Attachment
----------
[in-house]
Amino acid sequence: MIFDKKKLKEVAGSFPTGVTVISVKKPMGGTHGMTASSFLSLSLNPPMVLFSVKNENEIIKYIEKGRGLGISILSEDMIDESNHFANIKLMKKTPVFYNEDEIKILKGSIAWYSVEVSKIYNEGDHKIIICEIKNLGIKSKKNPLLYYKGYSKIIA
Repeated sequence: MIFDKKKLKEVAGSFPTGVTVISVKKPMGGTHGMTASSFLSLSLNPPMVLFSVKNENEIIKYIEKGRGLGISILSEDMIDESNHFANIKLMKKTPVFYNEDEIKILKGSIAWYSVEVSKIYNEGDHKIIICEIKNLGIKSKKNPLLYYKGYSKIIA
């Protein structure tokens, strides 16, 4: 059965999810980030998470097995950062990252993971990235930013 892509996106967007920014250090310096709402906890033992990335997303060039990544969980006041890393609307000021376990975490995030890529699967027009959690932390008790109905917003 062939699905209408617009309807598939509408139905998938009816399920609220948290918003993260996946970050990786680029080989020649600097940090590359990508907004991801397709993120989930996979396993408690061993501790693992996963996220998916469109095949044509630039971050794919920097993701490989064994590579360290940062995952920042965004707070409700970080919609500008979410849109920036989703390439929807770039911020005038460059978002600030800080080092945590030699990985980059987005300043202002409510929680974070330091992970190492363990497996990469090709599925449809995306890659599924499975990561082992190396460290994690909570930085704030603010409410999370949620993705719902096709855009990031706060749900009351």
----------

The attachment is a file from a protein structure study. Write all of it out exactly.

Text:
[in-house]
Amino acid sequence: MIFDKKKLKEVAGSFPTGVTVISVKKPMGGTHGMTASSFLSLSLNPPMVLFSVKNENEIIKYIEKGRGLGISILSEDMIDESNHFANIKLMKKTPVFYNEDEIKILKGSIAWYSVEVSKIYNEGDHKIIICEIKNLGIKSKKNPLLYYKGYSKIIA
Repeated sequence: MIFDKKKLKEVAGSFPTGVTVISVKKPMGGTHGMTASSFLSLSLNPPMVLFSVKNENEIIKYIEKGRGLGISILSEDMIDESNHFANIKLMKKTPVFYNEDEIKILKGSIAWYSVEVSKIYNEGDHKIIICEIKNLGIKSKKNPLLYYKGYSKIIA
């Protein structure tokens, strides 16, 4: 059965999810980030998470097995950062990252993971990235930013 892509996106967007920014250090310096709402906890033992990335997303060039990544969980006041890393609307000021376990975490995030890529699967027009959690932390008790109905917003 062939699905209408617009309807598939509408139905998938009816399920609220948290918003993260996946970050990786680029080989020649600097940090590359990508907004991801397709993120989930996979396993408690061993501790693992996963996220998916469109095949044509630039971050794919920097993701490989064994590579360290940062995952920042965004707070409700970080919609500008979410849109920036989703390439929807770039911020005038460059978002600030800080080092945590030699990985980059987005300043202002409510929680974070330091992970190492363990497996990469090709599925449809995306890659599924499975990561082992190396460290994690909570930085704030603010409410999370949620993705719902096709855009990031706060749900009351």